The much hyped Facebook Press Event of yesterday took a few people by surprise.
Talk of a Facebook mobile phone, Timeline changes (which we'd said we expected) and all manner of possibilities we mentioned in the week leading up to the event, were all put forward.
In the end though, Facebook proved there a still a few things it can keep relatively secret until release (although it is somewhat amusing to read comments today from some commentators who say they knew what it'd be about - they just didn't say).
Facebook GraphSearch will soon be with us. Right now it is only available to a handful of users globally and is going to undergo a 'beta' phase so Facebook engineers can iron out any faults the testers uncover.
Well, the first thing to say is we're delighted with the announcement. Clients and our followers will be very aware we have criticised Facebook search capabilities for a long time. Beyond searching for someone you know is out there, they've been largely useless for far too long.
Their marketing potential has been low, the ability to find an audience pales into insignificance compared to Twitter and GraphSearch should change this.
So when Mark Zuckerberg told his captive audience that Facebook was completely overhauling its search feature, it was news welcomed by all.
Zuckerberg explains the thinking behind GraphSearch
What will it do?
The basic theory behind GraphSearch is to give users the ability to search their entire Timeline, and that of their 'Friends' where Privacy settings allow them acess to.
However, you'll be able to do so in a highly intelligent and structured way, delivering a set of results that are much more powerful than anything the social media channel has ever offered before.
At this point there is no ultimate clarification about what the Privacy implications will be on those that have Liked a brand or business page, so there are elements of the full extent of search results that nobody can be entirely sure of at present.
What we do know for certain is that Sponsored Stories will be delivered in search results, so Facebook has opened the door for a higher profile view of those advertisers that pay for their brand to be shown to the Facebook world.
The GraphSearch engine works on a set number of criteria. There are defined categories in which you'll be able to search.
You can see a full structured search used as an example in the screenshot below. This is from the Facebook GraphSearch promotional page that is now live. In this example, it shows a search for "People who like Cycling and live in Seattle, Washington".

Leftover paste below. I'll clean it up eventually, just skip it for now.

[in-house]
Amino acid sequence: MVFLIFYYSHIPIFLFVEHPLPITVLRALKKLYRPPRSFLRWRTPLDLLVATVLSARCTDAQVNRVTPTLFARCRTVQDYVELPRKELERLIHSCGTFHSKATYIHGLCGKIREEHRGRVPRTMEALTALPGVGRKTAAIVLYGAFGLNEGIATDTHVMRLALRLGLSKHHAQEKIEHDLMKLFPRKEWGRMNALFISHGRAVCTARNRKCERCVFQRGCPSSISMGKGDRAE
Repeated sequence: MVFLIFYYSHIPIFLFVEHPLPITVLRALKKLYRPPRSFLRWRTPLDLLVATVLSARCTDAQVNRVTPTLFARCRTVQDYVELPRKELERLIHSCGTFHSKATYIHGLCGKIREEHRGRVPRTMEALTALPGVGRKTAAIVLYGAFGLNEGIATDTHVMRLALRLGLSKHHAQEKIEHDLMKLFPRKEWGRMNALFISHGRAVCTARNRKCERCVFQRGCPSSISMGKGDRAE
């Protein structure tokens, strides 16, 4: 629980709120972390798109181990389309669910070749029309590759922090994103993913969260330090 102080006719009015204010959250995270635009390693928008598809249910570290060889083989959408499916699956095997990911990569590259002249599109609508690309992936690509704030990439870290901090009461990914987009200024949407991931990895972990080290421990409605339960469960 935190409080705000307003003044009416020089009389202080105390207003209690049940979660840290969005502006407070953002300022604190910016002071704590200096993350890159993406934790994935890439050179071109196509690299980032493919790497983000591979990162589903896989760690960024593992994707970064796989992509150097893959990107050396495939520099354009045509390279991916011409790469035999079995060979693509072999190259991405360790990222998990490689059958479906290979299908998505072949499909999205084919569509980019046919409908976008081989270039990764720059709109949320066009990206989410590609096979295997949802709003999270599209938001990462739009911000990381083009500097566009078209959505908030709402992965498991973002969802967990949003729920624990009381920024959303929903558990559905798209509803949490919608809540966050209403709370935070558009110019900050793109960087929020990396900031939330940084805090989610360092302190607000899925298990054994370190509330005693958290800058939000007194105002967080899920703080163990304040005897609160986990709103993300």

Facebook GraphSearch promotional page example
Initial search categories
We know for certain that the initial search categories that beta users are seeing include the following as items you can search through:
Based on this set of categories you might be forgiven for thinking the search potential is limited - but as we've already said there is yet to be confirmation of the search potential within Likes of brand pages (i.e. will a brand be able to search through the public data of anyone that has Liked their page).
It's below the initial selection of search set that it gets very interesting though, as you can see from the screenshot below (from the Privacy information Facebook have initially provided for GraphSearch) of the possible search elements you can then refine:
Screenshot of a refined search, showing deeper level searches for specific information
Potential search power
If we look at the current categories and the potential elements of search, then any of the following could be acceptable searches (Privacy setting dependent):
Based on that set of examples alone, if you try to apply your own business brand to each set and think about what you could possibly look for - the potential is collosal.
It should also be noted that the deployment of GraphSearch comes through Facebook's partnership with Microsoft's search engine - BING, so the search technology should be powerful, well tested and proven.
Facebook have given you a chance to see a basic search
Facebook have provided a very basic personal demonstration of GraphSearch for everyone to try. If you click on the image below you'll be taken to the GraphSearch page. Scroll down it until you come to the section shown below (it's a video) and just above it you'll see a link. Click the "Try a Search" link we've highlghted in a red oval.
Facebook will run GraphSearch on your friends and your City, and return a dataset of people who your friends know that live in your City. It isn't a search you can change, but it's a good example of how it might work at the most basic level.
Try Facebook GraphSearch
Anyone with concerns about their Privacy in respect of the above example should consider this - it's nothing people can't see now.
They'd simply look at their Friends of their Friends in cases where they haven't locked down their Privacy options properly. From there, they could go through everyone their Friend is a Friend with and see where they lived if their profile Privacy is configured to allow it.
Brand power and public release
The major question right now is how far the search power will extend to brands and business pages. Some commentators seem to think Privacy controls will vastly limit the marketing prowess of GraphSearch.
Our experience is that Privacy control understanding is limited on Facebook. Most users who might complain about Privacy tend to be those that simply haven't configured it correctly, so the audience availability could be much larger than many pessimists might think.
How long it'll be before GraphSearch is publically available? We don't know yet.
We'll be adding it to training schedules as soon as it is and we'll keep you fully updated on the potential to mine Facebook data for marketing purposes through GraphSearch.